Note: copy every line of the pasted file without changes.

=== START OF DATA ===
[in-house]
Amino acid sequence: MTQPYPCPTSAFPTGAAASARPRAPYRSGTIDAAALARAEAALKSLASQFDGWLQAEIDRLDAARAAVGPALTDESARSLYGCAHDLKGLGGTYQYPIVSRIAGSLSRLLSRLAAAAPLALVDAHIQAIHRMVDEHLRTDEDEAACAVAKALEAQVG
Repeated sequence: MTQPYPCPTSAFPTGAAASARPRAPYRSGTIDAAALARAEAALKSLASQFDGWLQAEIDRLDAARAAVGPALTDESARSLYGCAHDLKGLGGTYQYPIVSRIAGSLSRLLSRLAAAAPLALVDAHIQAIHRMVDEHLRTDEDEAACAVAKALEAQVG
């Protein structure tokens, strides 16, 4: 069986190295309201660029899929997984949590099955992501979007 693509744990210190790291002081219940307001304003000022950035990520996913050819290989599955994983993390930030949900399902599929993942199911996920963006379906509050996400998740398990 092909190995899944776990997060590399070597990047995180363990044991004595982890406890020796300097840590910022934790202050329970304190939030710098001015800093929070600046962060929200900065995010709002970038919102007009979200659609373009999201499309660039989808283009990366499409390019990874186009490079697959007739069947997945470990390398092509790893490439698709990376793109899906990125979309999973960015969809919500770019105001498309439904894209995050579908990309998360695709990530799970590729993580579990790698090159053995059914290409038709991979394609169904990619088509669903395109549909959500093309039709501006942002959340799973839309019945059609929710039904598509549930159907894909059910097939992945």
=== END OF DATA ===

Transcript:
[in-house]
Amino acid sequence: MTQPYPCPTSAFPTGAAASARPRAPYRSGTIDAAALARAEAALKSLASQFDGWLQAEIDRLDAARAAVGPALTDESARSLYGCAHDLKGLGGTYQYPIVSRIAGSLSRLLSRLAAAAPLALVDAHIQAIHRMVDEHLRTDEDEAACAVAKALEAQVG
Repeated sequence: MTQPYPCPTSAFPTGAAASARPRAPYRSGTIDAAALARAEAALKSLASQFDGWLQAEIDRLDAARAAVGPALTDESARSLYGCAHDLKGLGGTYQYPIVSRIAGSLSRLLSRLAAAAPLALVDAHIQAIHRMVDEHLRTDEDEAACAVAKALEAQVG
């Protein structure tokens, strides 16, 4: 069986190295309201660029899929997984949590099955992501979007 693509744990210190790291002081219940307001304003000022950035990520996913050819290989599955994983993390930030949900399902599929993942199911996920963006379906509050996400998740398990 092909190995899944776990997060590399070597990047995180363990044991004595982890406890020796300097840590910022934790202050329970304190939030710098001015800093929070600046962060929200900065995010709002970038919102007009979200659609373009999201499309660039989808283009990366499409390019990874186009490079697959007739069947997945470990390398092509790893490439698709990376793109899906990125979309999973960015969809919500770019105001498309439904894209995050579908990309998360695709990530799970590729993580579990790698090159053995059914290409038709991979394609169904990619088509669903395109549909959500093309039709501006942002959340799973839309019945059609929710039904598509549930159907894909059910097939992945």